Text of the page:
Every failed relationship is a learning experience.
Put simply, a relationship is an investment. We invest our time, money, and our hearts. When that investment goes sour, we feel wounded and, moreover, we feel like we have failed.
Our culture has taught us that failure is bad and that all failure should yield only negative consequences. If you fail a test, you may not continue to the next level. If you fail a job, you get fired. If you fail to follow a rule, you shall be punished.
What we are not taught is that behind every moment of failure is a lesson. We usually look at the immediate outcome of the so-called failure, but rarely do we look at the silent lesson lingering just next to it.
When it comes to our failed relationships, we only feel the sting of the blow and the emptiness of what was once there. But if you look further, the relationship offers this remarkable enlightenment of showing us our own walls. We now get the chance to peek into our own limitations and examine how we showed up in that relationship.
Think about your most recent relationship, whether it was your ex-spouse or recent lover. Where were you at the time of your encounter? Not physically, like Starbucks, but where were you emotionally? Were you in need of healing? Were you escaping pain and wanting him to make that pain go away? Was he escaping pain and using you as his elixir? You will learn that every failed relationship is due to your not being in true alignment with yourself. One can never be harmonious with another if there is no harmony within one's self.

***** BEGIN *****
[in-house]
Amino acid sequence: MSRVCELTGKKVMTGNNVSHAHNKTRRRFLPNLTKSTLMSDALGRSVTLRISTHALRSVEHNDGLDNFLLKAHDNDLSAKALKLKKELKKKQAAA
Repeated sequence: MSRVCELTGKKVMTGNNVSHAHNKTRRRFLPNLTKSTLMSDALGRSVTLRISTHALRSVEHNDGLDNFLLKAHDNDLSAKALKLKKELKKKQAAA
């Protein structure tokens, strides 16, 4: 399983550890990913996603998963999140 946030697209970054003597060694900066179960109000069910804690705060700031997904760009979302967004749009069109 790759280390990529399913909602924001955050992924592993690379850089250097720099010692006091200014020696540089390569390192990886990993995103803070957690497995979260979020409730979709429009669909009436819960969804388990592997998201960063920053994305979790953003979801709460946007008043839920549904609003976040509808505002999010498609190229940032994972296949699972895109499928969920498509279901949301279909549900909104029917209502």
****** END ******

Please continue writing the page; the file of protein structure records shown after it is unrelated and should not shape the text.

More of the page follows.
So then, we will only continue to rendezvous with the same type of person unless we understand the lesson from the most recent failed relationship.
My dear mentor, Marianne Williamson, writes in her book Return to Love:
"Often we see a couple who has separated or divorced and look with sadness at the "failure" of their relationship. But if both people learned what they were meant to learn, then that relationship was a success….. People who have the most to teach us are often the ones who reflect back to us the limits to our own capacity to love, those who consciously or unconsciously challenge our fearful positions."
Rather than feeling wounded from your ended relationship, ask yourself: where has it shown you the places you must grow? Perhaps now you will no longer tolerate intolerance. Maybe today, you will create healthier boundaries. Or starting next week, you will say, "that's not okay," when you feel the slightest bit uncomfortable.
Your failed relationship is only a true failure if you do not receive the gifts left behind from its departure.
Your next relationship, the one that offers bliss and unconditional love, is there waiting for you—but only if you acknowledge that your former was not a failure, but a miracle!